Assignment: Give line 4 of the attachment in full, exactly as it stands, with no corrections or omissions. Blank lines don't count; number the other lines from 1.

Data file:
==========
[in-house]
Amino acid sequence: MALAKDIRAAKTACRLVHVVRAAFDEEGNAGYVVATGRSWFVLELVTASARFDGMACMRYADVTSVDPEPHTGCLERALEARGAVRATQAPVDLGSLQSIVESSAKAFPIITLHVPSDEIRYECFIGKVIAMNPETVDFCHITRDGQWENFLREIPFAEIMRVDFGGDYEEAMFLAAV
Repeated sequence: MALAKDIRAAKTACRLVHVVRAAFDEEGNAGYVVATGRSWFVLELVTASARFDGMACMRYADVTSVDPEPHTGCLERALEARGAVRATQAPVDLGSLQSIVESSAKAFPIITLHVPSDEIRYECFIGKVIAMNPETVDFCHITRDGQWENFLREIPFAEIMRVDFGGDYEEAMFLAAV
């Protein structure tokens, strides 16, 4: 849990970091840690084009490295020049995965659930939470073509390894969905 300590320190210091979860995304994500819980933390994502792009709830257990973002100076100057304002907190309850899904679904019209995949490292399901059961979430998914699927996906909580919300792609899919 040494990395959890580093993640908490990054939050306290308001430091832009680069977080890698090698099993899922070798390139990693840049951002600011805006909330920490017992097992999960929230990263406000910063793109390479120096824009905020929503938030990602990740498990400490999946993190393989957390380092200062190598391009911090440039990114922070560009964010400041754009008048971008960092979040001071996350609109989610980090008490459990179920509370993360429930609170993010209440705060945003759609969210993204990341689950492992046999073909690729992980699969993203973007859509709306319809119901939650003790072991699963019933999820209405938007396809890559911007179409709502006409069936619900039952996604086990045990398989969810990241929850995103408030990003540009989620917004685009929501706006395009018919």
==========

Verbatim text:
């Protein structure tokens, strides 16, 4: 849990970091840690084009490295020049995965659930939470073509390894969905 300590320190210091979860995304994500819980933390994502792009709830257990973002100076100057304002907190309850899904679904019209995949490292399901059961979430998914699927996906909580919300792609899919 040494990395959890580093993640908490990054939050306290308001430091832009680069977080890698090698099993899922070798390139990693840049951002600011805006909330920490017992097992999960929230990263406000910063793109390479120096824009905020929503938030990602990740498990400490999946993190393989957390380092200062190598391009911090440039990114922070560009964010400041754009008048971008960092979040001071996350609109989610980090008490459990179920509370993360429930609170993010209440705060945003759609969210993204990341689950492992046999073909690729992980699969993203973007859509709306319809119901939650003790072991699963019933999820209405938007396809890559911007179409709502006409069936619900039952996604086990045990398989969810990241929850995103408030990003540009989620917004685009929501706006395009018919």